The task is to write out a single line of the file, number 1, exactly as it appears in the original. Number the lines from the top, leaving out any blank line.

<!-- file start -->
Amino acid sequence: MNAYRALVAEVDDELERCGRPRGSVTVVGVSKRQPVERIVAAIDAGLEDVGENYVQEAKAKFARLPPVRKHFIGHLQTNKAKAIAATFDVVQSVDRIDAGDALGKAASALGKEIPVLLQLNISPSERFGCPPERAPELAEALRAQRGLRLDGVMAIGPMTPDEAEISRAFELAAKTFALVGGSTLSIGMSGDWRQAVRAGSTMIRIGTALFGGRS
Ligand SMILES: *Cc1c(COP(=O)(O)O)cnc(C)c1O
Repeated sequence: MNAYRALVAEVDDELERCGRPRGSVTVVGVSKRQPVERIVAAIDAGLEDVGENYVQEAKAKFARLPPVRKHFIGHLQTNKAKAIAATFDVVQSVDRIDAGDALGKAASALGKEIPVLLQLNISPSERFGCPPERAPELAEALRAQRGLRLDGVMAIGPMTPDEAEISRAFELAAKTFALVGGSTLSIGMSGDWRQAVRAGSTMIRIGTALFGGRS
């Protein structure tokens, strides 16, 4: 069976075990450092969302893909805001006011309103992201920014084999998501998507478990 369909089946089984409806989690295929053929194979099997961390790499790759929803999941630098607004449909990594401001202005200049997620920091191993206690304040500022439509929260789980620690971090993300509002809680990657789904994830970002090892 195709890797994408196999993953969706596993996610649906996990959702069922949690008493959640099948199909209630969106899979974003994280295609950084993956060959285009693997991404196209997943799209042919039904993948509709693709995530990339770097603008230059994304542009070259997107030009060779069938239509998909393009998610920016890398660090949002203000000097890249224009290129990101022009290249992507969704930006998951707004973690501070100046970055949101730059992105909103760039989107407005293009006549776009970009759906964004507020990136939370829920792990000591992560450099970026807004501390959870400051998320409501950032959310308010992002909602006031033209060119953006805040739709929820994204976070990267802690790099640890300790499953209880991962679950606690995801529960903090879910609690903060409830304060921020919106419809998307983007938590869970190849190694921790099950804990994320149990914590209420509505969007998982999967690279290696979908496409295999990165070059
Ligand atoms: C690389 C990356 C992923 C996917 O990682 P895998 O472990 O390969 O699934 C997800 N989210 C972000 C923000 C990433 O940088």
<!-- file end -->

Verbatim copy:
Amino acid sequence: MNAYRALVAEVDDELERCGRPRGSVTVVGVSKRQPVERIVAAIDAGLEDVGENYVQEAKAKFARLPPVRKHFIGHLQTNKAKAIAATFDVVQSVDRIDAGDALGKAASALGKEIPVLLQLNISPSERFGCPPERAPELAEALRAQRGLRLDGVMAIGPMTPDEAEISRAFELAAKTFALVGGSTLSIGMSGDWRQAVRAGSTMIRIGTALFGGRS